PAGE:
Timor-Leste, also called East Timor, is a member of the United Nations, the Community of Portuguese Language Countries and the Association of Southeast Asian Nations.
East Timor has a market economy that used to depend upon exports of a few commodities such as coffee, marble, oil, and sandalwood. Timor now has revenue from offshore oil and gas reserves, but little of it has gone to develop villages, which still rely on subsistence farming.
The Timor-Leste Petroleum Fund was established in 2005, and by 2011 it had reached a worth of US$8.7 billion. East Timor is labelled by the International Monetary Fund as the "most oil-dependent economy in the world".
The economy of East Timor is dependent on government spending and, to a lesser extent, assistance from international donors. Private sector development has lagged due to human capital shortages, infrastructure weakness, an incomplete legal system, and an inefficient regulatory environment. After petroleum, the second largest export is coffee, which generates about $10 million a year. Starbucks is a major purchaser of East Timorese coffee.
The agriculture sector employs 80% of the active population. 9,000 tonnes of coffee, 108 tonnes of cinnamon and 161 tonnes of cocoa were harvested in 2012 making the country the 40th ranked producer of coffee, the 6th ranked producer of cinnamon and the 50th ranked producer of cocoa worldwide.
The top export partners of Timor-Leste are South Korea, Thailand, Singapore, Germany and the United States.
Since gaining its independence in 1999, Timor-Leste, also called East Timor, has faced great challenges in rebuilding its infrastructure, strengthening the civil administration, and generating jobs for young people entering the work force. The country continues to suffer the after effects of a decades-long independence struggle against Indonesia, which damaged infrastructure and displaced thousands of civilians.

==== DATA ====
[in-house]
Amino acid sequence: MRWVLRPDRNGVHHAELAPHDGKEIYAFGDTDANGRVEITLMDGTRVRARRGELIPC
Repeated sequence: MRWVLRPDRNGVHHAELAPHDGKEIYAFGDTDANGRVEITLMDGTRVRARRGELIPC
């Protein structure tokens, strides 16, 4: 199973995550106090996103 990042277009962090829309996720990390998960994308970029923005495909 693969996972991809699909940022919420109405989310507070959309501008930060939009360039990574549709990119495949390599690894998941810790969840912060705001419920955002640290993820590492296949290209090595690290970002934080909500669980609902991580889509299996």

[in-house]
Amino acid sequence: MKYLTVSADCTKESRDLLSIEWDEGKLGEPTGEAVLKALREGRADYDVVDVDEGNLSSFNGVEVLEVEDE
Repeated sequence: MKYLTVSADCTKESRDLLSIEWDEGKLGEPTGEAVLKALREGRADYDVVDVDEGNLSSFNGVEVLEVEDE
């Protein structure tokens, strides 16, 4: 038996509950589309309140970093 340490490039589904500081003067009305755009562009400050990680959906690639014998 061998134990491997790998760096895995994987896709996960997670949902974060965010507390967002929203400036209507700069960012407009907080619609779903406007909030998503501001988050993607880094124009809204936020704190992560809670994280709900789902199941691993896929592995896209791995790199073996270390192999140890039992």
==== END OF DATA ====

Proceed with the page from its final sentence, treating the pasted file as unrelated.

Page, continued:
The development of oil and gas resources in offshore waters has greatly supplemented government revenues. This technology-intensive industry, however, has done little to create jobs in part because there are no production facilities in Timor-Leste. Gas is currently piped to Australia for processing, but Timor-Leste has expressed interest in developing a domestic processing capacity.
The top import partners of Timor-Leste are Indonesia, Singapore, Malaysia, China and Vietnam.
Timor Leste Customs Contacts
Address: Building #5, Palaco do Governo, Dili, Timor-Leste
Telephone: +670 737 9000
East Timor or Timor-Leste is a country situated in Maritime Southeast Asia. It comprises the eastern half of the island of Timor, the nearby islands of Atauro and Jaco, and Oecusse, an exclave on the northwestern side of the island, within Indonesian West Timor. The country is a member of African, Caribbean, and Pacific Group of States (ACP), United Nations Conference on Trade and Development (UNCTAD), World Customs Organization and other international organizations.
Requirements to Import and Clear Customs
1. Get a certificate and TIN Number
First, a certificate for business from the Ministry of Tourism, Industry and Trade must be obtained. This is a licence to carry out economic activity in Timor-Leste.
You will also need a TIN (Tax Identification Number) for business from the National Directorate of Revenue.
2. Organise a Customs BrokerSecond, in accordance with article 1 of Decree Law No.15/2005, as owner or consignee of the goods, a special power of attorney must be provided to a Customs Broker who submits the customs declaration on your behalf through the Timor-Leste Customs Service ASYCUDA electronic system. A fee will be agreed by both parties.
3. Pay duties
Customs will assess the duty payable depending on the value of the item(s) and the duty rate applicable. See excise tax, sales tax and the duty rates of imported items for rates and items.
Customs Duties and Taxes
When you import merchandise or goods into Timor-Leste, there are duties and taxes you must pay:
- import duty: 2.5% of the customs value of goods. Some goods are exempt from import duty
- sales tax: 2.5% of the customs value of the goods
- excise tax: see a list of the goods which attract excise tax and the tax rates
There are some goods exempt from import duty, and some goods exempt from duty upon importation.
Importing of Goods containing ozone-depleting substances:
Timor-Leste is phasing-out the import of ozone-depleting substances. Ozone-depleting substances are used as refrigerant gases and are used in some air-conditioning units and refrigerators.
The importation and exportation of the following ozone-depleting substances has been banned under Decree Law Number 36/2012:
– Chlorofluorocarbons (R-11 and R-12);
– Carbon tetrachloride (CTC)
– Methyl chloroform
– Hydrobromofluorocarbons (HBFC)
– Methyl bromide
The importation of refrigeration and air-conditioning equipment that contains the substances listed above is prohibited. Timor-Leste will phase-out the import and export of cylinders containing hydrochloroflourocarbon (HCFCs, for example R-22) by 2040. The phase-out will start in 2013.